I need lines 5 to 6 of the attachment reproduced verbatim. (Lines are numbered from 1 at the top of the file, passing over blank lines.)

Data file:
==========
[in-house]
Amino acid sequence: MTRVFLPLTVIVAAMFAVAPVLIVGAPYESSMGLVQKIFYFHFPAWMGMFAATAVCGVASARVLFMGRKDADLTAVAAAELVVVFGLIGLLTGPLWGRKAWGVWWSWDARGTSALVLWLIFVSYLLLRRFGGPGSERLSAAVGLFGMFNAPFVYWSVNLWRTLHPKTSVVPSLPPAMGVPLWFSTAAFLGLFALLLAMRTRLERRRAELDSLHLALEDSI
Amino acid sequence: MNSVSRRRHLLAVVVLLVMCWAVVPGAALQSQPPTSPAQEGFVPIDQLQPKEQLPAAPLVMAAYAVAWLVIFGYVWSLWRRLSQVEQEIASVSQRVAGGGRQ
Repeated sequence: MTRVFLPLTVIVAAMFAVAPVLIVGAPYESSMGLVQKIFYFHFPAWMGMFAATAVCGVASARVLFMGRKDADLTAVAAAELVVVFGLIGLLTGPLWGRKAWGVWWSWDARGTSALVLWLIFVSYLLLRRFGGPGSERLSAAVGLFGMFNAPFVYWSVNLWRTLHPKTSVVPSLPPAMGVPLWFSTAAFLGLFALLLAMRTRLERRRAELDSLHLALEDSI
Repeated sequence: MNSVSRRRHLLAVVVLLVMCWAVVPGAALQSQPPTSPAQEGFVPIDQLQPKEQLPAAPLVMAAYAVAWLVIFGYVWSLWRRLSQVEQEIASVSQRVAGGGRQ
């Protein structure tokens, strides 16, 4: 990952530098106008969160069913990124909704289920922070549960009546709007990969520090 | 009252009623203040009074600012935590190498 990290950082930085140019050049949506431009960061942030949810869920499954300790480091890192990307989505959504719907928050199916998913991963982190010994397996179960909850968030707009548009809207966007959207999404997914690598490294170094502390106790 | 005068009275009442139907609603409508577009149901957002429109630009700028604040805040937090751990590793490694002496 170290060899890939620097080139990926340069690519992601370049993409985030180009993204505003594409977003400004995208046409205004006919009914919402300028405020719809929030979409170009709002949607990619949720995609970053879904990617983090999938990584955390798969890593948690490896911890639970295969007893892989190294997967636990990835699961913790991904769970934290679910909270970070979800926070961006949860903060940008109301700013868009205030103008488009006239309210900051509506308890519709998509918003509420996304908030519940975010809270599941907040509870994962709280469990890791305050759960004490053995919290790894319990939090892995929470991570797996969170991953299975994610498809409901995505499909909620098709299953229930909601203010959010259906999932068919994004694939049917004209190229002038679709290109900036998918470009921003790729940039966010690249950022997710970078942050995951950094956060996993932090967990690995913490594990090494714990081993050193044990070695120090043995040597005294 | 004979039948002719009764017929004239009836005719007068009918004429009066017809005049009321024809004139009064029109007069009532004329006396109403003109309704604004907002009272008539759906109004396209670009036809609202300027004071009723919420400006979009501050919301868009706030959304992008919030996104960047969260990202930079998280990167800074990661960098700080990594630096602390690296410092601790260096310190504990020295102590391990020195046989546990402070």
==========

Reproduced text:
Repeated sequence: MNSVSRRRHLLAVVVLLVMCWAVVPGAALQSQPPTSPAQEGFVPIDQLQPKEQLPAAPLVMAAYAVAWLVIFGYVWSLWRRLSQVEQEIASVSQRVAGGGRQ
């Protein structure tokens, strides 16, 4: 990952530098106008969160069913990124909704289920922070549960009546709007990969520090 | 009252009623203040009074600012935590190498 990290950082930085140019050049949506431009960061942030949810869920499954300790480091890192990307989505959504719907928050199916998913991963982190010994397996179960909850968030707009548009809207966007959207999404997914690598490294170094502390106790 | 005068009275009442139907609603409508577009149901957002429109630009700028604040805040937090751990590793490694002496 170290060899890939620097080139990926340069690519992601370049993409985030180009993204505003594409977003400004995208046409205004006919009914919402300028405020719809929030979409170009709002949607990619949720995609970053879904990617983090999938990584955390798969890593948690490896911890639970295969007893892989190294997967636990990835699961913790991904769970934290679910909270970070979800926070961006949860903060940008109301700013868009205030103008488009006239309210900051509506308890519709998509918003509420996304908030519940975010809270599941907040509870994962709280469990890791305050759960004490053995919290790894319990939090892995929470991570797996969170991953299975994610498809409901995505499909909620098709299953229930909601203010959010259906999932068919994004694939049917004209190229002038679709290109900036998918470009921003790729940039966010690249950022997710970078942050995951950094956060996993932090967990690995913490594990090494714990081993050193044990070695120090043995040597005294 | 004979039948002719009764017929004239009836005719007068009918004429009066017809005049009321024809004139009064029109007069009532004329006396109403003109309704604004907002009272008539759906109004396209670009036809609202300027004071009723919420400006979009501050919301868009706030959304992008919030996104960047969260990202930079998280990167800074990661960098700080990594630096602390690296410092601790260096310190504990020295102590391990020195046989546990402070």